WALKER ART CENTER ESSAY PUBLICATION
Clearing the Haze: Prologue to Postmodern Graphic Design Education through Sheila de Bretteville is an essay published in April 2016 by the Walker Art Center on The Gradient.
Article preface: At the outset, this project was defined as an intensive effort to examine and reassess the work of Shelia Levrant de Bretteville. The initial motivation was driven by the connection of the rise of feminist voices in design, the Woman’s Building, postmodern design, and experimental pedagogy. We recognize that many female designers worked in the 1970s and 80s, however we saw that few had as large a contribution on contemporary graphic design today, as Sheila Levrant de Bretteville.
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In the process of researching the historical contribution of de Bretteville, it became clear that while several publications exist that address the history of graphic design and female designers, an in-depth exploration on the topic has not been documented. There is tendency within design history to glaze over important accomplishments and accolades by women. If anything, we can say there has been false nostalgia as to the honest history of what happened. The commentary of these times is scattered in hard to access publications and with this, our research questions the cultural and academic recognition written in history books in current circulation.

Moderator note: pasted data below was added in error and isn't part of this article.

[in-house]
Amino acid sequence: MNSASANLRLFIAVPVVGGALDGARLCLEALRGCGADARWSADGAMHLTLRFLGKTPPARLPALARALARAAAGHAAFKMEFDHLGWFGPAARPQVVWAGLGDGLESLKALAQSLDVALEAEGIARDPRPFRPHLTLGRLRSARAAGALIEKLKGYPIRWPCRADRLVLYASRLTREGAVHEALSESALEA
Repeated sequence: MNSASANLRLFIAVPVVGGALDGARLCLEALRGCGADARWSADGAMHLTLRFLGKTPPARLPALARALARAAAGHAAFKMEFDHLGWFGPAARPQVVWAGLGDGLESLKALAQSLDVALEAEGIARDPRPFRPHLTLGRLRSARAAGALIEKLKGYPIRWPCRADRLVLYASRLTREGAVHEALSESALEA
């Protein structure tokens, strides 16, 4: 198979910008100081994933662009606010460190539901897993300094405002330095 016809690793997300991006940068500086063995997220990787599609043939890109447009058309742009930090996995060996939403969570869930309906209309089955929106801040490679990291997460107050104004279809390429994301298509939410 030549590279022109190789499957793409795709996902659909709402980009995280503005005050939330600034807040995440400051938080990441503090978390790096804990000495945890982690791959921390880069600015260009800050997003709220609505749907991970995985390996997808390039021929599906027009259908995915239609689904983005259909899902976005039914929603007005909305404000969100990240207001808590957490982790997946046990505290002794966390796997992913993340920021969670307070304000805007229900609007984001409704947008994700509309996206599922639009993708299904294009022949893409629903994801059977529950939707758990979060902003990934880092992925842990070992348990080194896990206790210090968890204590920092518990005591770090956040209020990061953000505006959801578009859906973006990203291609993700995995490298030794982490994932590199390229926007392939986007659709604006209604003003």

Acting as facilitators, instigators, and participators, this essay was conceived with a level of framing extended towards feminism, equality, women’s rights, challenging the status quo, and encouraging students to think proactively and experimentally. It was our feeling that if we are going to talk about graphic design in our contemporary landscape, it is imperative to go beyond presuppositions and intellectual establishment and clear the haze of historical contribution. The impacts of these examinations interject important conversations into the creative and academic fields. De Bretteville’s teaching and practice changed the face of contemporary graphic design, and should be adequately acknowledged in history for her monumental work.
Historical perspectives are important for the enrichment of the history of North American graphic design education. The history of graphic design in the contemporary construct is increasingly hard to unravel, let alone the history of the Design School at California Institute of the Arts (CalArts) in Valencia, California. Nevertheless, let’s consider this a unique moment in the history of graphic design: an interesting moment as a result of the people who had been involved in shaping, inspiring, and educating graphic designers at a high-level; yet also interesting as a result of the dissemination of the methodologies and philosophies that CalArts developed within it’s graphic design program, specifically of those developed by Sheila Levrant de Bretteville. Clearing the Haze, is an attempt to contextualize the design education of the times rather than to explicate or theorize it. The context is of our own experience as graphic designers and former CalArts students, in a way linking our participation and passion to our own pedagogy.